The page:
In the English language tradition, we have replaced God’s name, 'He Is’, with a totally different phrase - the LORD. It's a mistake we inherited from the Romans. Some churches have reverted to the four letters of the name in Hebrew - YHWH, which no-one knows how to translate. Some have adopted the anglicised version - Jehovah. But none of these are God’s name. God’s name exists in careful translation, and it means: “He Is”.
It is our loss. We have lost the key emphasis that God himself chose to give us, that he is not above us, or greater than us, but that he simply IS, for all time and for all people. Whoever we are, wherever we are, God is right there with us.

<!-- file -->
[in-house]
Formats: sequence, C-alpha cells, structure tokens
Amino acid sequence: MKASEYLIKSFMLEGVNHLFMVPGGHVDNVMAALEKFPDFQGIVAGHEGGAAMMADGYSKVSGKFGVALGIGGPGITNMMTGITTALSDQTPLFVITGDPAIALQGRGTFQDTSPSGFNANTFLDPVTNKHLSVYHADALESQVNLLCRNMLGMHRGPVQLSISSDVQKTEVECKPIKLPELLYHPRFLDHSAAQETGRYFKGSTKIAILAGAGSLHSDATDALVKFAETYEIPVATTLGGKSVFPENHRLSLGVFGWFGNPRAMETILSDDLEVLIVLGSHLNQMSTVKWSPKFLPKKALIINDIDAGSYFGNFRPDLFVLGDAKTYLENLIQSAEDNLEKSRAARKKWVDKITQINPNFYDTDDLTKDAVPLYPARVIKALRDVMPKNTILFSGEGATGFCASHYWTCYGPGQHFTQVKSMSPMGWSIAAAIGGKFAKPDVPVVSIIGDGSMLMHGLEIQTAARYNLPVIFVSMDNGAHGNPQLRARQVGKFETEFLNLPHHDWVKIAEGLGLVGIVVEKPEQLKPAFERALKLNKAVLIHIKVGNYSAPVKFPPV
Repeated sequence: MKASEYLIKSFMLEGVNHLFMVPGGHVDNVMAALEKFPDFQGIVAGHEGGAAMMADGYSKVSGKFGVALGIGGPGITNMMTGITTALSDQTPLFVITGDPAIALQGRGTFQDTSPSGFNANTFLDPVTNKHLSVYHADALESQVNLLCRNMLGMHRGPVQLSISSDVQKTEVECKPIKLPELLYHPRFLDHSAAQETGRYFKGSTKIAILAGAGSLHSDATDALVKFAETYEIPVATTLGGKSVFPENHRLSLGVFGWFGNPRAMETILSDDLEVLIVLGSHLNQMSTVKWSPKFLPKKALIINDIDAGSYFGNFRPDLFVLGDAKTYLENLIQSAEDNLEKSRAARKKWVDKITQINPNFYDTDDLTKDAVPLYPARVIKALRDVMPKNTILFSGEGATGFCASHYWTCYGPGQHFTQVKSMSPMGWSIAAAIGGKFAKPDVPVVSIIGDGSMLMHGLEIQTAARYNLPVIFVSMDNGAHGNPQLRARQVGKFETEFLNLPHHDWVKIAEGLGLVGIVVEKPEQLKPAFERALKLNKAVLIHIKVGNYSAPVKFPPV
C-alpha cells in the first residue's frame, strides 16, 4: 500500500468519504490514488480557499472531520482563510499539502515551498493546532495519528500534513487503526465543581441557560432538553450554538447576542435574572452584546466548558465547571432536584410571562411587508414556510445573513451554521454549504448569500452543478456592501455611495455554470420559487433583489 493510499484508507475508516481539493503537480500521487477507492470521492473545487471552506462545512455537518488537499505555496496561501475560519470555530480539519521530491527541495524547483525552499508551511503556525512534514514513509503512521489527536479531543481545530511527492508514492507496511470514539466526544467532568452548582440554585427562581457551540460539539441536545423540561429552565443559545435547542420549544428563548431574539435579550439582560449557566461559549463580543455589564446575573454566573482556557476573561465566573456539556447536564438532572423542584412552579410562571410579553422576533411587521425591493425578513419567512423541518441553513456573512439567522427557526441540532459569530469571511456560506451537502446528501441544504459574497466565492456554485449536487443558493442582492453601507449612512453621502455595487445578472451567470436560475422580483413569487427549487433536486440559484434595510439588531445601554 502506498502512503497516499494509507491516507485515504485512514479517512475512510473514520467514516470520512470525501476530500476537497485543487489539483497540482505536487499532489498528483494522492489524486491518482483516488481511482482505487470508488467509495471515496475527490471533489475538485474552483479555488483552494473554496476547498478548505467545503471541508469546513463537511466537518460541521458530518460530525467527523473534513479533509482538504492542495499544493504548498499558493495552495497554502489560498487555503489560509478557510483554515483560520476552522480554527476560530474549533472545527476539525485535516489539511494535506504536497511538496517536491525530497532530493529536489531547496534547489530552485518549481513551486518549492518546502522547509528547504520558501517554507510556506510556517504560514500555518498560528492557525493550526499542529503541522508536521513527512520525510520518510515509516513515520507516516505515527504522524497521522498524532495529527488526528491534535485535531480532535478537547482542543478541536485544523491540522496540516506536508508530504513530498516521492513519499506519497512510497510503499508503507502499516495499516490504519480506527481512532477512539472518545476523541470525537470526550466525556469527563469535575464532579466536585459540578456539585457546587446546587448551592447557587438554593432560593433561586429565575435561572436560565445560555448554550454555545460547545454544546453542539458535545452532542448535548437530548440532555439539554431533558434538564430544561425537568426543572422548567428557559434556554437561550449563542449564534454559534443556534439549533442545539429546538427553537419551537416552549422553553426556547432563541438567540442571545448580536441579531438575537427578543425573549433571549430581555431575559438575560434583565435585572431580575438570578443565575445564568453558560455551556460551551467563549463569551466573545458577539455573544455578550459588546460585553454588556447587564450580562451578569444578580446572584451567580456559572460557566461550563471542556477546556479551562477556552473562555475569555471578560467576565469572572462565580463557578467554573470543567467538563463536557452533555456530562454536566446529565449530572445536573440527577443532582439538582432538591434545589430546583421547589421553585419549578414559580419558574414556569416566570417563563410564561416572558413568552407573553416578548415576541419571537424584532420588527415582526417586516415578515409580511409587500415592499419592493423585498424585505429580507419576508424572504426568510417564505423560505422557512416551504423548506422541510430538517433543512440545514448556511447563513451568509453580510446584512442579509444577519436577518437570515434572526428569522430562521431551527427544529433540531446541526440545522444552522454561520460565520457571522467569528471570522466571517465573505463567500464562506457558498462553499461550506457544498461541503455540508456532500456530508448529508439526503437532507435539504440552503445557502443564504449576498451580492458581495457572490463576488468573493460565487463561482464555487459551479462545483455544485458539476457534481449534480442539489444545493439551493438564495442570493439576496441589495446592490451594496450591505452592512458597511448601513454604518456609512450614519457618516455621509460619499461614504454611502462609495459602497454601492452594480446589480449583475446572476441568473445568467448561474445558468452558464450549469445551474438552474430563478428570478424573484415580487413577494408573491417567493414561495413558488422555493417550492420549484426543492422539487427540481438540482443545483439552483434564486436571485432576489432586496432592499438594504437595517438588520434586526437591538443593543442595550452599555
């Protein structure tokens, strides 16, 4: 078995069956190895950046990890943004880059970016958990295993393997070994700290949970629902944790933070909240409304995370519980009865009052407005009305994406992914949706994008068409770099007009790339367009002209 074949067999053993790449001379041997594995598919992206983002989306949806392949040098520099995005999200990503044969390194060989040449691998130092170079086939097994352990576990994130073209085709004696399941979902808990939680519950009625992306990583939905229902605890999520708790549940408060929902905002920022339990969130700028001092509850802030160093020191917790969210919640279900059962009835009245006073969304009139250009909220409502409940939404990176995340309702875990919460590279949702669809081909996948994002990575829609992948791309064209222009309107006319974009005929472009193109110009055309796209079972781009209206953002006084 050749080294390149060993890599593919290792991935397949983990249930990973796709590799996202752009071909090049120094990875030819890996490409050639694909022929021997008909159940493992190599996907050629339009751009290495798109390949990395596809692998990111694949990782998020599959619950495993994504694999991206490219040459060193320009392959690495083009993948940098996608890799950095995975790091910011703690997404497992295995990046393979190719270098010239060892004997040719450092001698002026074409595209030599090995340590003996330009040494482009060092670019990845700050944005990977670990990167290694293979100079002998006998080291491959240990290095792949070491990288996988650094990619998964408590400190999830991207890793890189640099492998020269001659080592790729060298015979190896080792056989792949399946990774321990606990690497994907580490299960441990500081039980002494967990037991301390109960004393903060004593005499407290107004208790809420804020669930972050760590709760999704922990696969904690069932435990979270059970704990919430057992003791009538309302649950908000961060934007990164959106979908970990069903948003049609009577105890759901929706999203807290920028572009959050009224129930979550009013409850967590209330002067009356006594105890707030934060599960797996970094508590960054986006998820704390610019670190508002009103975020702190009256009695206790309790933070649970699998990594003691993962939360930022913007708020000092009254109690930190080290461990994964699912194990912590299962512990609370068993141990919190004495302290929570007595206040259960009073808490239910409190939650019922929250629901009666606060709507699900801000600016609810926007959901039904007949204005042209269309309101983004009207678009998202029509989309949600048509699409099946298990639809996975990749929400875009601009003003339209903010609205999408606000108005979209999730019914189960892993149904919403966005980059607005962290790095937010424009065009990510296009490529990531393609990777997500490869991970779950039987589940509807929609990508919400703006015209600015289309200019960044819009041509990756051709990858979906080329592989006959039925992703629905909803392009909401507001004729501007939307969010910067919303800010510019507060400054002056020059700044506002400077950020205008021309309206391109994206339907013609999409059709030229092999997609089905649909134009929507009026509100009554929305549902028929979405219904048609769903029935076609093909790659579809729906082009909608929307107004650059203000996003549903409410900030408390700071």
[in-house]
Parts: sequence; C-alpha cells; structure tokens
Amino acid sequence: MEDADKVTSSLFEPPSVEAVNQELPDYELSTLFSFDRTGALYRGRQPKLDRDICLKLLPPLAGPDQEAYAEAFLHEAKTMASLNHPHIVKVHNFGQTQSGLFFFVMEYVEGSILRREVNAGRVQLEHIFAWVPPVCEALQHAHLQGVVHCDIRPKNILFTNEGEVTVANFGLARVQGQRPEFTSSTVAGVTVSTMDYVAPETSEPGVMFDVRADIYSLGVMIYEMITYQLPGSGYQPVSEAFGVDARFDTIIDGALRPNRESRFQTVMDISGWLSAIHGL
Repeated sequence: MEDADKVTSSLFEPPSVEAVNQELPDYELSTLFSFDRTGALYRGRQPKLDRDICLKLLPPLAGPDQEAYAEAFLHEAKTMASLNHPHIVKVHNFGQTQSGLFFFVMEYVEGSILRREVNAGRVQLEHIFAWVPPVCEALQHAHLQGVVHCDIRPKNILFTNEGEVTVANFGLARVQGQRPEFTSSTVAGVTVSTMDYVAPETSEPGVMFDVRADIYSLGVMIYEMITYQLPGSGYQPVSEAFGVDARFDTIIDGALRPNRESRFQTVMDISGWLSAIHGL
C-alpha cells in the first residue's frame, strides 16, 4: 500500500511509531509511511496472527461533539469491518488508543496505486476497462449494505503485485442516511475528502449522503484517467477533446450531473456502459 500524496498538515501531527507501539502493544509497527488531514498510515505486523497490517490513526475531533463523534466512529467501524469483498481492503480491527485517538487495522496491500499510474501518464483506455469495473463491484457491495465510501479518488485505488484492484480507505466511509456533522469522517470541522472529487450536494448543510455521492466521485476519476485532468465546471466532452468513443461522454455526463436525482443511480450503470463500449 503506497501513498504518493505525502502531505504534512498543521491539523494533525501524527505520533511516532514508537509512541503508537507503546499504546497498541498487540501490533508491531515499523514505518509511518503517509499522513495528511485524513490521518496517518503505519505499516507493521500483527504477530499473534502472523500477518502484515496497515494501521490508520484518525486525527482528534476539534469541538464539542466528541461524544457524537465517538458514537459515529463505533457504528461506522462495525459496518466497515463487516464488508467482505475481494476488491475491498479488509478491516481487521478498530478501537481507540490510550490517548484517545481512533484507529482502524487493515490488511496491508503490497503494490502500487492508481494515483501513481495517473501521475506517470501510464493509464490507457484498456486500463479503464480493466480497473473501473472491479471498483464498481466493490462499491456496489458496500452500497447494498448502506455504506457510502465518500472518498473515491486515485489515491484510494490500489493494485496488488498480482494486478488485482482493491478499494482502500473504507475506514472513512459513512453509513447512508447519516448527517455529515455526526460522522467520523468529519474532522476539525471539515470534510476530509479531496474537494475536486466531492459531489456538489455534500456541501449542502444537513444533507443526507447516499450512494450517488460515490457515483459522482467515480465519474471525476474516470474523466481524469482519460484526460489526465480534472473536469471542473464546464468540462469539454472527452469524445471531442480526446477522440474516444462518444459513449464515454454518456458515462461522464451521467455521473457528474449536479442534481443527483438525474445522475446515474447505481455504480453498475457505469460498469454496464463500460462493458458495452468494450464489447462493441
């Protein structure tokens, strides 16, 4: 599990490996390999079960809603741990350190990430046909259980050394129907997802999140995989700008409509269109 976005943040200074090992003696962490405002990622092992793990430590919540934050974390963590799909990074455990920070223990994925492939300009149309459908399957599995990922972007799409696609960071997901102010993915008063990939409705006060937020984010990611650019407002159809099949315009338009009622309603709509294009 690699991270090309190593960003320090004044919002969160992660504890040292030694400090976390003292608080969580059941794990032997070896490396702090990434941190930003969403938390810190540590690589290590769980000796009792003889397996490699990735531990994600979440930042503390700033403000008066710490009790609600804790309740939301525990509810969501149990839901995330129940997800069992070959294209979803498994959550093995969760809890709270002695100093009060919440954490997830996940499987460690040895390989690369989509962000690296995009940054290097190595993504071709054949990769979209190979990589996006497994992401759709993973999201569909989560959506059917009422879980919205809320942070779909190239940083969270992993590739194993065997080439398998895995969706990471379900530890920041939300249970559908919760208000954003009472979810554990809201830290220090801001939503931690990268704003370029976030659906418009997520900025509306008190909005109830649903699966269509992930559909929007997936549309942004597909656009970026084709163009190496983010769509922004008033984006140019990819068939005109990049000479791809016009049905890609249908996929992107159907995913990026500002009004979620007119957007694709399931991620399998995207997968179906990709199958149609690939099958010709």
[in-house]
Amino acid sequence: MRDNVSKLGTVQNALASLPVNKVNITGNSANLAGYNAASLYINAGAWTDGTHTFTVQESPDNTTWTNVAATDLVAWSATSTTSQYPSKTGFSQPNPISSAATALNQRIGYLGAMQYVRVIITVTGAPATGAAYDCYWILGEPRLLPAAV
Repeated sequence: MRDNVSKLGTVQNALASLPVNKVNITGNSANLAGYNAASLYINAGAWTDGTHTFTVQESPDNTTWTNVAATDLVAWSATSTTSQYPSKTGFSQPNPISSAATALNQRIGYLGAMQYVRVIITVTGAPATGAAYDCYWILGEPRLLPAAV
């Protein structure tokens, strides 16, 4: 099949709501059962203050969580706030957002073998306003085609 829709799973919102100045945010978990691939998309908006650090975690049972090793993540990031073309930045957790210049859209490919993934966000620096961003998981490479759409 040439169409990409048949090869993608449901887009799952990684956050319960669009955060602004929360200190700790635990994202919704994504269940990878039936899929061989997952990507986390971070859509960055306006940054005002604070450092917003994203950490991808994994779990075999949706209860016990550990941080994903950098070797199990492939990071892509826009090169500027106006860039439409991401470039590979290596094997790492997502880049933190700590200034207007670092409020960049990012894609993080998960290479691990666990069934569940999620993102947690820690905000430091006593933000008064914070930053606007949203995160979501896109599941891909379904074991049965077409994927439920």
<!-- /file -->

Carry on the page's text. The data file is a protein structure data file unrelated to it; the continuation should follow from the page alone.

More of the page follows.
Wednesday, 29 August 2018

Useless Things

What are the things that you regularly devote time, energy or money to which serve no useful purpose to you or to the people around you? In 21st century urban life we have more spare time and money than almost any generation that has gone before us. We also have a wider range of choice of what to do with that time and money than any generation that has gone before us. Given such spare capacity and broad possibility, most of us engage in a remarkable amount of useless things.